I.V. Beach

A few weeks ago Alex Markus, my fellow Eye on I.V. columnist, wrote about an unusual human grouping found in Isla Vista: the family. Many any students may have been surprised to discover that there are people who make I.V. their permanent, rather than their transitional, residence. There are quite a few adults, older than 22, living in I.V. There are even children.

The fact is that there are artists, professors, psychologists, and librarians who love living in I.V. Sure, they talk about the party noise, the trash, or the fact that their neighbor set up a skateboard ramp right outside their house, where they hear the boom of the skateboard hitting the wooden boards again and again and again. But still they don’t leave. The question you may be asking yourself is: Why? Why would anyone, who isn’t a student, choose to live in Isla Vista?

Cat Neushul

There isn’t an easy answer. It isn’t because there’s cheap housing. There isn’t. The rents in I.V. are fairly expensive. An average four-bedroom might rent for $4,000 or more. And houses don’t sell for bargain prices. Even when the prices of houses were dropping all over the Santa Barbara area, I.V. property didn’t take a big hit. Maybe it’s because people recognize the value of investing in property which will be in demand as long as there are students at UCSB.

Since it’s not the cheap housing, or the pristine streets, or the peace and quiet, I decided to come up with my own list of reasons.

1. The Beaches: The beaches are some of the most beautiful and deserted in the Santa Barbara area. On many days you can head down to Devereux, Sands, or Campus Point, and be one of a few people on the beach. For surfers, these are ideal spots when the swell rolls in. You can also surf without the crowds found at some other popular spots.

2. The Bike Paths: The bike paths provide a multitude of ways to get exercise and see terrific scenery. One of my favorite treks starts at Storke and El Colegio Roads, meanders through UCSB, and ends up at Campus Point. There’s nothing like watching the sunset while perched up on the bluffs overlooking the ocean. If you want to go the opposite way you can bike toward Ellwood, and spend some time practicing BMX jumps at what people call “Africa.”

3. Downtown I.V.: The downtown area has been gentrified by the Santa Barbara County Redevelopment Agency. While the facelift was controversial, I think the result is attractive. Take a trip to downtown I.V. at night and you’ll get a truly picturesque view replete with palm trees and nice lighting. Sure it’s uniform, and not completely unique, but it is a nice place to have an evening meal, or drink.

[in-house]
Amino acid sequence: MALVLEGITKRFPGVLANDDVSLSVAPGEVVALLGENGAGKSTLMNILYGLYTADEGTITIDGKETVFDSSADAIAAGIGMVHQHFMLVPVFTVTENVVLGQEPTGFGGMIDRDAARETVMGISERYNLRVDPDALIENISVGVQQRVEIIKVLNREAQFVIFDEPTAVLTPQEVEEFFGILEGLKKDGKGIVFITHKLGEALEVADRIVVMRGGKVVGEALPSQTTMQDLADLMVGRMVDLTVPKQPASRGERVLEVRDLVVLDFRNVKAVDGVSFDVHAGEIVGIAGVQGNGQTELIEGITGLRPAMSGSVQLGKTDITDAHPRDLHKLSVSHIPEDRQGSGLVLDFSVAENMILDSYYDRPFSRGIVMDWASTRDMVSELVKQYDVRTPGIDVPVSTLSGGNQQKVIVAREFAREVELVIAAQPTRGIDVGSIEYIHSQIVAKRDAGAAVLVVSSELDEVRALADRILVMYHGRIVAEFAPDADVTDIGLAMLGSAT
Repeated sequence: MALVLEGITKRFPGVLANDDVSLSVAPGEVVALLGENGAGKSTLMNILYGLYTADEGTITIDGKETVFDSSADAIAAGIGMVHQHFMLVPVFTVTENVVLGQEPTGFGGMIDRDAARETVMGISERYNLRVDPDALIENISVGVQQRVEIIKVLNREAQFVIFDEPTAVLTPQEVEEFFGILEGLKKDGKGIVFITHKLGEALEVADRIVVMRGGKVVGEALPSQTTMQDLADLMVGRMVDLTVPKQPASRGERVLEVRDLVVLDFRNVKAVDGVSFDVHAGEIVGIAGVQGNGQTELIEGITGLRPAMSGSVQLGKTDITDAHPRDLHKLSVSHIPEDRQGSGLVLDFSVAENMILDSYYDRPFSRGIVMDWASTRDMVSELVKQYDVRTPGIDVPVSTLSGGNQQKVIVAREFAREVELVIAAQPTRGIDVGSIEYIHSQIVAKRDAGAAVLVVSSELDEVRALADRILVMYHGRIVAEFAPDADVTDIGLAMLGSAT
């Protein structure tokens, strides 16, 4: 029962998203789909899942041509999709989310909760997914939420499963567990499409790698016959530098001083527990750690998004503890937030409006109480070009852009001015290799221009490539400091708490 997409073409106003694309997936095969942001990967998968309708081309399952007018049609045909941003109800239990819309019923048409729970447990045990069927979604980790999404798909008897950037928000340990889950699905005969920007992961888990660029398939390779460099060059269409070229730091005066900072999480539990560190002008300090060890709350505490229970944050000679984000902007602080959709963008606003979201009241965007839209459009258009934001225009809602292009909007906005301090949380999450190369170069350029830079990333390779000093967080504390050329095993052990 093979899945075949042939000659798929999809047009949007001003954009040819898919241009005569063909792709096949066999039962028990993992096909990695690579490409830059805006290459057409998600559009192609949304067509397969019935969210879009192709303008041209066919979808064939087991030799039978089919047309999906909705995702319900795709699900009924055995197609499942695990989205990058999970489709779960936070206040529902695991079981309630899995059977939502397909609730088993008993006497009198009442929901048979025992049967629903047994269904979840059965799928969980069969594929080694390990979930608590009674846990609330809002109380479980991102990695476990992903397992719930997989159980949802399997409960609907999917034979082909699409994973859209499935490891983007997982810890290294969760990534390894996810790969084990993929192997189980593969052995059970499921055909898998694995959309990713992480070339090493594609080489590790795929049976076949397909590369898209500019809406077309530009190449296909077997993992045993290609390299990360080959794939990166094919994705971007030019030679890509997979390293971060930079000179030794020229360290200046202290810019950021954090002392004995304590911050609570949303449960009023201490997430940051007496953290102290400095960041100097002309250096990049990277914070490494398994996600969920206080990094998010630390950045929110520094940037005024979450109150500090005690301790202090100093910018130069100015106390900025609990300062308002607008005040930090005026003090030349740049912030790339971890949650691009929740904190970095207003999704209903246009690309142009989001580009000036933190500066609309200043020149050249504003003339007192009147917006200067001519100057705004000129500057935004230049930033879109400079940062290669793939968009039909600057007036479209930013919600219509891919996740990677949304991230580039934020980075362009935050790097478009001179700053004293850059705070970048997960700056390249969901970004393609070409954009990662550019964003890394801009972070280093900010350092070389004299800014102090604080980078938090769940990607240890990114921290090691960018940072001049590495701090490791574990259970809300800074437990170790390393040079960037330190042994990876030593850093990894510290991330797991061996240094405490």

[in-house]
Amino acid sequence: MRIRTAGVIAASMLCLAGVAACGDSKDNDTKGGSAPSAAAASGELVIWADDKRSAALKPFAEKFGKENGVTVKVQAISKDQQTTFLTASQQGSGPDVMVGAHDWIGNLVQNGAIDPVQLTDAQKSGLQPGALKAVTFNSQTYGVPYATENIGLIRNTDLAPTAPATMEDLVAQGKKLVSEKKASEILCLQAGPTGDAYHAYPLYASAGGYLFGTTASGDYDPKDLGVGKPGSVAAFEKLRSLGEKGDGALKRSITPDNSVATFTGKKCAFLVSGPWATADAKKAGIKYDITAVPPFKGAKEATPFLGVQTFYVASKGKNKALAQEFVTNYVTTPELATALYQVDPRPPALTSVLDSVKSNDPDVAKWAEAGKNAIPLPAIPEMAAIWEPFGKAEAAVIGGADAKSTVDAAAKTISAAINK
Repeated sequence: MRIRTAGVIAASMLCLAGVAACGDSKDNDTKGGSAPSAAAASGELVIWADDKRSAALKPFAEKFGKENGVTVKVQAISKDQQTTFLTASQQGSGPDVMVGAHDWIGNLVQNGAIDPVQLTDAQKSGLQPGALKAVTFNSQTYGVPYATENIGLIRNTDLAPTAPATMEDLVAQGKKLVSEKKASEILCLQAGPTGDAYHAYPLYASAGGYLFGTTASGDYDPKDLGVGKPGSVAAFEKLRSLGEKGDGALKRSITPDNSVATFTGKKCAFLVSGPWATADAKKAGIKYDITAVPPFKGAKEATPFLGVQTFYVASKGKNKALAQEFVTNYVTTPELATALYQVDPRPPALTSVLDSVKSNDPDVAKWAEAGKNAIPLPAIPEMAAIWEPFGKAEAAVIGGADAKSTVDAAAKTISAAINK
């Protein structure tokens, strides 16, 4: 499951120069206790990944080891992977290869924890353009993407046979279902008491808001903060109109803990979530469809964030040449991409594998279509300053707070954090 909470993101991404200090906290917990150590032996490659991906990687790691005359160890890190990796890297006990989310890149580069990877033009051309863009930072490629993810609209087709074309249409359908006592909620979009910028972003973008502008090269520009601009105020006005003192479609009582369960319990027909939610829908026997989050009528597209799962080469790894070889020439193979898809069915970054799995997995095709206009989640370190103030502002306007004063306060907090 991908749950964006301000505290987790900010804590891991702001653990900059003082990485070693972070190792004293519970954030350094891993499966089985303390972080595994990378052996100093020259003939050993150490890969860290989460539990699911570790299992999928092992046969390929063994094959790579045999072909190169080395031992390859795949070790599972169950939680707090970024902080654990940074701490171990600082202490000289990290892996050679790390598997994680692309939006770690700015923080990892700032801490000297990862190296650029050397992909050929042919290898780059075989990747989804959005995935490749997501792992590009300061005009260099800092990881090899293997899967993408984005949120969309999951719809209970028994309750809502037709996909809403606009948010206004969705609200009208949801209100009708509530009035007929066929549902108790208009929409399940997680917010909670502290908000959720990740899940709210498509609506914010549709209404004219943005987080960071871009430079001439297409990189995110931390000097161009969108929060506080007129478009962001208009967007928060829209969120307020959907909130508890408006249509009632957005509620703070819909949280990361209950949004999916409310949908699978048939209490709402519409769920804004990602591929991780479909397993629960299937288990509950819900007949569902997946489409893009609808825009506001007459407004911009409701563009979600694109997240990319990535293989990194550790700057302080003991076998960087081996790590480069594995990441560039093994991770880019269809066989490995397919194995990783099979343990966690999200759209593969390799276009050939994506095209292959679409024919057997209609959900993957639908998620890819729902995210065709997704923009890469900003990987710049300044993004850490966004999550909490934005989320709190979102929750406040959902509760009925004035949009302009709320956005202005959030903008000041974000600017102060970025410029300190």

4. UCSB Arts & Lectures: I.V.’s proximity to UCSB allows residents to take advantage of the great Arts & Lectures programs. High culture is just a short walk away. If you don’t want to go to a play, concert, or the like, there’s even a movie theater in I.V., the Magic Lantern.

5. The Shops: There are quite a few unique and funky shops in I.V. A recent find was the Keg ‘n Bottle, a small market with a treasure trove of alcohol. It has two refrigerated rows of beer from all over the world, and what is known to locals as the “Great Wall of Liquor.” I couldn’t look at the wall for too long, however; the selection was so overwhelming.

6. The Innovators: Many UCSB students and graduates go on to make a difference, or become famous. We have some of these in the area right now. Jay Ferro, owner of Silvergreens and the Nutricate creator. Jack Johnson, a popular musician, is also a former UCSB student. Paul Orfala, who founded Kinko’s right here in I.V.-and, with the millions of dollars he ultimately made from that little enterprise, went on to establish the Orfalea Foundation and the Orfalea Center for Global & International Studies at UCSB.

7. The Wetlands: Take a look at the wetlands after a rain. All of a sudden an area that looked like an empty park will be filled with ponds and tons of birds. You can see and hear the ducks and geese as they fly overhead. It’s an incredible sight.

8. The Birds: Isla Vista is a bird lover’s paradise. One of the best places to see both common and unusual species is in the Coal Oil Point Reserve. Snowy plovers, sandpipers, and herons are some of the residents.

9. The Sports Teams: UCSB offers a wide variety of sports events. There is soccer, basketball, water polo, and baseball, to name a few. Even if you’re not a diehard Gaucho fan, you can find yourself getting wrapped up in the excitement. Try a game at the Thunderdome if you’re in the need of a basketball fix. That’s what I do.

10. The Vibe: This is harder to describe. It’s the students, and the long time residents, and the visitors.

When you talk about I.V. some people “get it” and some people don’t. From the first time I sat out in front of Sam’s to Go and had a beer, I knew that I liked it. I didn’t notice the dirt, or the trash, or anything else. I still remember the first time I saw Devereux. The trees overlooking Sands are imprinted in my memory.

For the people who decide to make I.V. their home, the pros far outweigh the cons. I’m not saying I.V. is for everyone. It’s not. But for people who are willing to overlook some of the irritations, it’s a true paradise.


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